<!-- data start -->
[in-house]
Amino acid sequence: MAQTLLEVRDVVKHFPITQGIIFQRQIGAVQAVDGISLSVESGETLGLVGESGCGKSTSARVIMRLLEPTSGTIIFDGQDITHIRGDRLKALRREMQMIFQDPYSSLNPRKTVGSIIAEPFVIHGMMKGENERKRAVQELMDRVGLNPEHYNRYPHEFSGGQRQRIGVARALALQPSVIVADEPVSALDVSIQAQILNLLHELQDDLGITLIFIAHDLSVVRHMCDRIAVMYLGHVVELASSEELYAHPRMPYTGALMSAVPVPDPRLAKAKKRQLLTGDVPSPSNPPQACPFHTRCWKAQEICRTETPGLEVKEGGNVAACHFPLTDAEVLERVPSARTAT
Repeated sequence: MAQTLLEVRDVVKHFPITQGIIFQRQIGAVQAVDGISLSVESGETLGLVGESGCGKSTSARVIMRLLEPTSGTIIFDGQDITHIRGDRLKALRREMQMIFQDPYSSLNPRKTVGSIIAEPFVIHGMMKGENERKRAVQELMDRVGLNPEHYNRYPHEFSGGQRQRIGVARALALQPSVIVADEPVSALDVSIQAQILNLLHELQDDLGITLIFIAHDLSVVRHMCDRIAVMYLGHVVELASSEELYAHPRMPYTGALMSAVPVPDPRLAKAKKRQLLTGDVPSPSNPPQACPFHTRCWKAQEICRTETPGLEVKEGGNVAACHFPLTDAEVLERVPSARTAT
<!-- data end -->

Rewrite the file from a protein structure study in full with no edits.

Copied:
[in-house]
Amino acid sequence: MAQTLLEVRDVVKHFPITQGIIFQRQIGAVQAVDGISLSVESGETLGLVGESGCGKSTSARVIMRLLEPTSGTIIFDGQDITHIRGDRLKALRREMQMIFQDPYSSLNPRKTVGSIIAEPFVIHGMMKGENERKRAVQELMDRVGLNPEHYNRYPHEFSGGQRQRIGVARALALQPSVIVADEPVSALDVSIQAQILNLLHELQDDLGITLIFIAHDLSVVRHMCDRIAVMYLGHVVELASSEELYAHPRMPYTGALMSAVPVPDPRLAKAKKRQLLTGDVPSPSNPPQACPFHTRCWKAQEICRTETPGLEVKEGGNVAACHFPLTDAEVLERVPSARTAT
Repeated sequence: MAQTLLEVRDVVKHFPITQGIIFQRQIGAVQAVDGISLSVESGETLGLVGESGCGKSTSARVIMRLLEPTSGTIIFDGQDITHIRGDRLKALRREMQMIFQDPYSSLNPRKTVGSIIAEPFVIHGMMKGENERKRAVQELMDRVGLNPEHYNRYPHEFSGGQRQRIGVARALALQPSVIVADEPVSALDVSIQAQILNLLHELQDDLGITLIFIAHDLSVVRHMCDRIAVMYLGHVVELASSEELYAHPRMPYTGALMSAVPVPDPRLAKAKKRQLLTGDVPSPSNPPQACPFHTRCWKAQEICRTETPGLEVKEGGNVAACHFPLTDAEVLERVPSARTAT